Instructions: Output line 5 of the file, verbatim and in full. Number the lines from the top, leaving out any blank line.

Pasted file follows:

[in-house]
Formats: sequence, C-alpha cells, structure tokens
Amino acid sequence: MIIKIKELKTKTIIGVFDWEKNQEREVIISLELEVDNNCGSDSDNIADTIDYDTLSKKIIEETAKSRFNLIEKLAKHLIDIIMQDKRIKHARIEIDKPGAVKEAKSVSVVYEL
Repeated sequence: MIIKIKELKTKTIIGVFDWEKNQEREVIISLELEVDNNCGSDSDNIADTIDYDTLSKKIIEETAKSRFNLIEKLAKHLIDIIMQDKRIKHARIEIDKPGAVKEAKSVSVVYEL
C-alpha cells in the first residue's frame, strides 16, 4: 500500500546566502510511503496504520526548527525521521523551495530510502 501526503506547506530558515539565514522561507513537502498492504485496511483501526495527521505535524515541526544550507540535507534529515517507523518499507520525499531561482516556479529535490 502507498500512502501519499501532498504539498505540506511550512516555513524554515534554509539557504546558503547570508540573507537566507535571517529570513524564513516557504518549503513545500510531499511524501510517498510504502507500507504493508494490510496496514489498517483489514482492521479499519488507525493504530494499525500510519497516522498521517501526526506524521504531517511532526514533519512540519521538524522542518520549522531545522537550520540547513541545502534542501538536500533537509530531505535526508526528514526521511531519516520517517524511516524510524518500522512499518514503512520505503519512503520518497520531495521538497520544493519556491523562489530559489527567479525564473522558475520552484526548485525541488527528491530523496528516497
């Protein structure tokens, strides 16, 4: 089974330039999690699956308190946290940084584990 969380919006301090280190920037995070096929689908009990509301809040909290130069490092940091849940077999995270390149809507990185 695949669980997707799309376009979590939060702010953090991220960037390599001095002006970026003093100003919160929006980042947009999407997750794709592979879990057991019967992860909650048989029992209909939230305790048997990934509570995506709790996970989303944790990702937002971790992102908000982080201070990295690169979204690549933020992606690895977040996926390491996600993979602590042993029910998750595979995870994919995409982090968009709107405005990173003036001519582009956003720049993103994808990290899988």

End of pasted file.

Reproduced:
C-alpha cells in the first residue's frame, strides 16, 4: 500500500546566502510511503496504520526548527525521521523551495530510502 501526503506547506530558515539565514522561507513537502498492504485496511483501526495527521505535524515541526544550507540535507534529515517507523518499507520525499531561482516556479529535490 502507498500512502501519499501532498504539498505540506511550512516555513524554515534554509539557504546558503547570508540573507537566507535571517529570513524564513516557504518549503513545500510531499511524501510517498510504502507500507504493508494490510496496514489498517483489514482492521479499519488507525493504530494499525500510519497516522498521517501526526506524521504531517511532526514533519512540519521538524522542518520549522531545522537550520540547513541545502534542501538536500533537509530531505535526508526528514526521511531519516520517517524511516524510524518500522512499518514503512520505503519512503520518497520531495521538497520544493519556491523562489530559489527567479525564473522558475520552484526548485525541488527528491530523496528516497